LONDON Ė Eric Meurice, CEO of lithography equipment supplier ASML Holding NV (Veldhoven, The Netherlands), has provided background on the roll out of its next generation extreme ultra violet (EUV) lithography machines and the throughputs customers can expect.
EUV lithography, considered by most of the industry as necessary to allow continued miniaturization of circuits, has been in development for nearly a decade and is still plagued by low power light sources that prevent machines reaching benchmark wafer throughputs in excess of 100 wafers per hour.
Meurice, speaking on a conference call with financial analysts held to discuss the company's somewhat tepid second quarter financial results, provided more EUV information than previously as the company gets close to shipping its NXE:3300 commercial EUV machine. The roll out of the first 11 "process development" machines, capable of handling 300-mm diameter wafers is now expected to be a 2013 event.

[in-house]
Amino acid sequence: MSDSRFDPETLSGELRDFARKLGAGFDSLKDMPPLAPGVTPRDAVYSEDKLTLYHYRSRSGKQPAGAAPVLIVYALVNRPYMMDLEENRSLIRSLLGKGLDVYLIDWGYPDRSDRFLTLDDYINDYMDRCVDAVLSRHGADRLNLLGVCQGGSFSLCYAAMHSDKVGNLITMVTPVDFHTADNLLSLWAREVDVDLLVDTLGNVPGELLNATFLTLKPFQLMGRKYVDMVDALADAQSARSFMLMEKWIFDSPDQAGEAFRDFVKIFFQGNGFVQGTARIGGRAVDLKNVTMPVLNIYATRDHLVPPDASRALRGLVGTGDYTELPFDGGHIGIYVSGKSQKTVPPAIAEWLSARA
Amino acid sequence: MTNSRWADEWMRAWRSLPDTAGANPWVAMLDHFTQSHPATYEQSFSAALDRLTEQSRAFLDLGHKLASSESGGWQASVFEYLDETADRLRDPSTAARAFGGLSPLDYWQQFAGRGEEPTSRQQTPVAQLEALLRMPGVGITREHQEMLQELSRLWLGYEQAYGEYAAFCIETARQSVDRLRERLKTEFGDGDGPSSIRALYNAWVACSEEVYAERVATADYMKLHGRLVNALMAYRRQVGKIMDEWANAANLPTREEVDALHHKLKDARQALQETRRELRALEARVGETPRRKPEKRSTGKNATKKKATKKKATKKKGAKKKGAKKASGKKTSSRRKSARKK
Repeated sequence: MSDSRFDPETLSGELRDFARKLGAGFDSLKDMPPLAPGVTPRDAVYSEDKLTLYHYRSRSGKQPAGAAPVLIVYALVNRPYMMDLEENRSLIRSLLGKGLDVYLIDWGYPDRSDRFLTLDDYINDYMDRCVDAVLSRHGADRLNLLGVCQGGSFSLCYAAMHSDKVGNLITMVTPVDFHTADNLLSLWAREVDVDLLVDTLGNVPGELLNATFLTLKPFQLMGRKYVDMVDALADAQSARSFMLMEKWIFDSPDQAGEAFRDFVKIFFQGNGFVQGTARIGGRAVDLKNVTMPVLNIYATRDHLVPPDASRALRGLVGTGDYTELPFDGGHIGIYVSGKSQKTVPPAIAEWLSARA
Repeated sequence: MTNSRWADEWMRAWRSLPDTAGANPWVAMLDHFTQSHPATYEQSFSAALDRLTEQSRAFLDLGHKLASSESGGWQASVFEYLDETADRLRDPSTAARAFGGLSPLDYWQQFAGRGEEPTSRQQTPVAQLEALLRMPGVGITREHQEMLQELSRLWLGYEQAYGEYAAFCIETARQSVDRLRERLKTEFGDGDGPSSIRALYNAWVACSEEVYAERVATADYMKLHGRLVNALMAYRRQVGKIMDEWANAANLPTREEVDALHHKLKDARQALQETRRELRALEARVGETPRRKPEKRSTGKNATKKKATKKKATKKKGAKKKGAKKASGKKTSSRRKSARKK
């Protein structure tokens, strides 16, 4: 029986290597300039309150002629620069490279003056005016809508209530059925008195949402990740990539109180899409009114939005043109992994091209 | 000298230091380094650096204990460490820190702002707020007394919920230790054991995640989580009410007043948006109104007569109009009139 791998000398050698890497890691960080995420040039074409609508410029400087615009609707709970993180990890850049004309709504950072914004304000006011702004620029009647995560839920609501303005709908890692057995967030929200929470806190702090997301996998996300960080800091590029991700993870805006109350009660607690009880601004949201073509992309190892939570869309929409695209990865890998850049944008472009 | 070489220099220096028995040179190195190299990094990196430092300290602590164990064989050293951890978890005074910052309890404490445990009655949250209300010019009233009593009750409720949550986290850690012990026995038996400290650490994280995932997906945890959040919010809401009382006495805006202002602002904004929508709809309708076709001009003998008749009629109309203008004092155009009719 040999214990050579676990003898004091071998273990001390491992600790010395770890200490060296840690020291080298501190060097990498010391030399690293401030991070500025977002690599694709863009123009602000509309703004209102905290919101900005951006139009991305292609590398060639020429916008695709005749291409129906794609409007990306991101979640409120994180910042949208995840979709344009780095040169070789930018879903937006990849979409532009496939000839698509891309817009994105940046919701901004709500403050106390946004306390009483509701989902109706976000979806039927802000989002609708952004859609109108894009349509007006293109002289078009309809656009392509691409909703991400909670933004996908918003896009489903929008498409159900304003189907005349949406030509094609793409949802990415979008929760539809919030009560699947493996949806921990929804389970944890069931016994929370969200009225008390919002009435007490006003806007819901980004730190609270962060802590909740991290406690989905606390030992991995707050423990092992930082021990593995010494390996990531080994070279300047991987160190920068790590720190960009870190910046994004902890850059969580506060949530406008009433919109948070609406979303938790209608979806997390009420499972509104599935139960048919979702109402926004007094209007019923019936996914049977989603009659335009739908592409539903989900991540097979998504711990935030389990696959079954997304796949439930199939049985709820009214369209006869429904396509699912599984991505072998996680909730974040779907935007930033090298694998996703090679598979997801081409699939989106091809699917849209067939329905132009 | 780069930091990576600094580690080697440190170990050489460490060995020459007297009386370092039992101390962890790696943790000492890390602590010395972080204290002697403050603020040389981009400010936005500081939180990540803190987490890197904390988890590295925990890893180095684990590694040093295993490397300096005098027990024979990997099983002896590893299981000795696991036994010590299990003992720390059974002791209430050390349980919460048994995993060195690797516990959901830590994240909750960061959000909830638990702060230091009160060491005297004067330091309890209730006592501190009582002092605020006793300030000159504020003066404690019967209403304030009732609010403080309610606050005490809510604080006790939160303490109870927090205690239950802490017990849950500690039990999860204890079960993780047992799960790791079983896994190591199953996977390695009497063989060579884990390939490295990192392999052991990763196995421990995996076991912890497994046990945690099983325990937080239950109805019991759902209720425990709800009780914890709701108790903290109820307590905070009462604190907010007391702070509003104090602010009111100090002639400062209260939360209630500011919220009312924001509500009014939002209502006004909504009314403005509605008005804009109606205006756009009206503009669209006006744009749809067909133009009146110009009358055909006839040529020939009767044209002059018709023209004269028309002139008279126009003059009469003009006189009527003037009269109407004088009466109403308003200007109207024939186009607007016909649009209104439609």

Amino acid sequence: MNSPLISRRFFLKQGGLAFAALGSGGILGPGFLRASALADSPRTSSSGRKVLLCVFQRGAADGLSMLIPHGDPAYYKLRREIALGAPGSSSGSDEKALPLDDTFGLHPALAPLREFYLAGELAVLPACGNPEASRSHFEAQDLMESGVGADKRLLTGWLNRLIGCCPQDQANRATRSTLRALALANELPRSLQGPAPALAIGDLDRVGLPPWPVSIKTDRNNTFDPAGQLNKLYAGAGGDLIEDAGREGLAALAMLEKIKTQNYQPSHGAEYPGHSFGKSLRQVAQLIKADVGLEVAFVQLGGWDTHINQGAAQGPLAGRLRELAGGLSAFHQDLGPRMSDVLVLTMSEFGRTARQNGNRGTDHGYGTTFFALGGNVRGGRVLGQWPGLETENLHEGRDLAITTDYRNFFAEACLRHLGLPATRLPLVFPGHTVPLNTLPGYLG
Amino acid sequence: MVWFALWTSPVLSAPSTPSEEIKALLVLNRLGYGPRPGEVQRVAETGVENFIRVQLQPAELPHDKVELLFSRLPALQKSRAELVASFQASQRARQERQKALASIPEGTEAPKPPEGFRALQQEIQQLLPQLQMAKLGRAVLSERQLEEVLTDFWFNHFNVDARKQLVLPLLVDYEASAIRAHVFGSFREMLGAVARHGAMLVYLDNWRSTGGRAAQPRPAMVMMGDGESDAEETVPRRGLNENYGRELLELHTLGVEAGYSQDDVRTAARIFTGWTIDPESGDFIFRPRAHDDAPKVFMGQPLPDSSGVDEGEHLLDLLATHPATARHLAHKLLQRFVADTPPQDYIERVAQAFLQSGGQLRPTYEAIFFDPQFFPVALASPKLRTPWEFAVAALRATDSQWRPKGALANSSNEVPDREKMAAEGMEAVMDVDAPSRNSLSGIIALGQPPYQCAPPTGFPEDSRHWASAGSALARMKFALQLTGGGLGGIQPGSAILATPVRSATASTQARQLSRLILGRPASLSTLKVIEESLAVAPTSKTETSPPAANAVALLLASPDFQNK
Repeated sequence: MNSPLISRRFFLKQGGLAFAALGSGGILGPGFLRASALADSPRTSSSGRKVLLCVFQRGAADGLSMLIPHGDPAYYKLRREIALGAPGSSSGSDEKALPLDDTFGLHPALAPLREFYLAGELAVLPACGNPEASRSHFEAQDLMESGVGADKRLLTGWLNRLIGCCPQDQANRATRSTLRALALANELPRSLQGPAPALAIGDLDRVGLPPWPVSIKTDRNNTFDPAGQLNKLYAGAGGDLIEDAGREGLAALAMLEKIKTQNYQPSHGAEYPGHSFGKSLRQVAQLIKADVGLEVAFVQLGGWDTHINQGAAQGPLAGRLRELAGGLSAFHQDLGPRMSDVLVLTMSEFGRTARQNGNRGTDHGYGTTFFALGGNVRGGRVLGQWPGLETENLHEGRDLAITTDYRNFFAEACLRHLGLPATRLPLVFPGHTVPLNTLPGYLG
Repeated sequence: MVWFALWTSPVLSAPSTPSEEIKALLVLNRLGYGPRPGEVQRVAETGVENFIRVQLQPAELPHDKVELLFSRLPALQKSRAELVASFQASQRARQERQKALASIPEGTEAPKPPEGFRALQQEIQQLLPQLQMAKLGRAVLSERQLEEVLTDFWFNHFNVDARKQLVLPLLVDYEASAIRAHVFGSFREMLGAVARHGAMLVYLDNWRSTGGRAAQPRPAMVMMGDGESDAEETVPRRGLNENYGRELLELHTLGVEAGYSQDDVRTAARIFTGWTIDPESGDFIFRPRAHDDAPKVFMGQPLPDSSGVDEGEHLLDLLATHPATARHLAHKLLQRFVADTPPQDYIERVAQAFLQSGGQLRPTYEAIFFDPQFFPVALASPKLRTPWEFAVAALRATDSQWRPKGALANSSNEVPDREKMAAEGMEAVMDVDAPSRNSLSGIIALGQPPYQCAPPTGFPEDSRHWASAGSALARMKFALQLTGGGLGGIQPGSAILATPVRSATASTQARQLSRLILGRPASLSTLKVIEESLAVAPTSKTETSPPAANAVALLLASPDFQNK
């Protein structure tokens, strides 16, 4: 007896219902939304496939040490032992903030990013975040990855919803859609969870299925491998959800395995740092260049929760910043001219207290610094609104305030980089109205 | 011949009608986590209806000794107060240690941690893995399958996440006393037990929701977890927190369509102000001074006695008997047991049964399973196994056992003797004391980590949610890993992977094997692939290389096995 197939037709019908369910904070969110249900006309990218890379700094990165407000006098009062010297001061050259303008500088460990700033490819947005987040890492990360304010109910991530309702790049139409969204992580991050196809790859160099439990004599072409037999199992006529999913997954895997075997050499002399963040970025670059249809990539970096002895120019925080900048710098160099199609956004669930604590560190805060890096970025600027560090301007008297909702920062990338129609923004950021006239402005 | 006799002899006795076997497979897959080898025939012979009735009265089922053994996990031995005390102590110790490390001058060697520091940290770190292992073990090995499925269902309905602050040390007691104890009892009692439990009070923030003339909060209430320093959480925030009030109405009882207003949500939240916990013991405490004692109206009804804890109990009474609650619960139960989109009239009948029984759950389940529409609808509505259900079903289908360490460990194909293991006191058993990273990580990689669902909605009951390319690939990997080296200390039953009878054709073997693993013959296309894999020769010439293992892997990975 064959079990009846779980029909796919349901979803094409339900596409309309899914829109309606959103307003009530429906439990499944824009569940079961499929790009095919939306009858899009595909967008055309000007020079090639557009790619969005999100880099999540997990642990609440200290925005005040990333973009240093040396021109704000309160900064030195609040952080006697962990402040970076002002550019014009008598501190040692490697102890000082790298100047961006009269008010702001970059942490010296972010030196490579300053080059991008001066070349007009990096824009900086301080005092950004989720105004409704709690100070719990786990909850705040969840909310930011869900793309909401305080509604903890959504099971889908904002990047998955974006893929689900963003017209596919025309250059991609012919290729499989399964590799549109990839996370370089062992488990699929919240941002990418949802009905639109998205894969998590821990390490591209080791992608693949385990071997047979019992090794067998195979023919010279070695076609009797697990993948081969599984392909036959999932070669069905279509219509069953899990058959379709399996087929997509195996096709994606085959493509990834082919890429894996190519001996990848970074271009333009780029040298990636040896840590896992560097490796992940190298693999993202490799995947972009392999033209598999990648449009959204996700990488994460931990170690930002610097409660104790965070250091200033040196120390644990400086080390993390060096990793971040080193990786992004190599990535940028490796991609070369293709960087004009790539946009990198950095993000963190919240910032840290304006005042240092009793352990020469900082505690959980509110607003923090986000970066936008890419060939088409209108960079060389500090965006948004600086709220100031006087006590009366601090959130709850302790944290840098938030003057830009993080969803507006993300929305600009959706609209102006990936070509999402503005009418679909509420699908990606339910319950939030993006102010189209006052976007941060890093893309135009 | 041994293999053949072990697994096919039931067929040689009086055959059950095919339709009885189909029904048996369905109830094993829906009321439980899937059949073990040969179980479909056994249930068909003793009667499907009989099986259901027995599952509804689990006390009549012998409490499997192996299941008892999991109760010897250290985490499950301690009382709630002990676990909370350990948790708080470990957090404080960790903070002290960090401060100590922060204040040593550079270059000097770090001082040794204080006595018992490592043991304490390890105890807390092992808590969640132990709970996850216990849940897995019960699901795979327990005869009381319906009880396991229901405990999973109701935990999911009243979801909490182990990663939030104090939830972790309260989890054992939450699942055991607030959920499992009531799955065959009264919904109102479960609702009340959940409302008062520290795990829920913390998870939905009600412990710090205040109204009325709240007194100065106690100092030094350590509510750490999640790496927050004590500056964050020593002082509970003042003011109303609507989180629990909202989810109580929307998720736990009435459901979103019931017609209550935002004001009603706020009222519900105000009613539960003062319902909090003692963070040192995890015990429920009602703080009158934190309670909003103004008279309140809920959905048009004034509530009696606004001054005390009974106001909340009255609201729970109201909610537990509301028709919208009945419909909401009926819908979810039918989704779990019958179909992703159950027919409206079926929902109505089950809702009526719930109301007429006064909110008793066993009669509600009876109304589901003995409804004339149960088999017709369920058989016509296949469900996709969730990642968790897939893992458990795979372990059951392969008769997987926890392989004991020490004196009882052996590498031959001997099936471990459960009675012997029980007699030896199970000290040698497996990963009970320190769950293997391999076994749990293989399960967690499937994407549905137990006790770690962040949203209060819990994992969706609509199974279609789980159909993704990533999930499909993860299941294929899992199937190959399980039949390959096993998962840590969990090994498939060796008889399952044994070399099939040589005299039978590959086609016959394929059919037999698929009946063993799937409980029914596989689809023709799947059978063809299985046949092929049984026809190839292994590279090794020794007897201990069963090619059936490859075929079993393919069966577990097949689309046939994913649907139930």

While in the short-term ASML is not promising much by way of throughput, possibly as little as 30 wafers per hour by the end of this year Meurice said there is now a roadmap to a throughput of 70 wafers per hour in 2014 and 125 wafers per hour in 2016. As and when customers call for 450-mm capable machines that should provide ASML with about a 10 percent adder on the sales price, Meurice said.
ASML has 11 of the NXE:3300 machines on order but these are now likely to be delivered to customers in 2013, Meurice said. The final integration of the first NXE:3300 at ASML is expected in October or November he added. The NXE:3300 systems shipping in 2013 will only be used for developing manufacturing process technologies, Meurice said but will still result in 800 million euro (about $980 million) of revenue for ASML in 2013.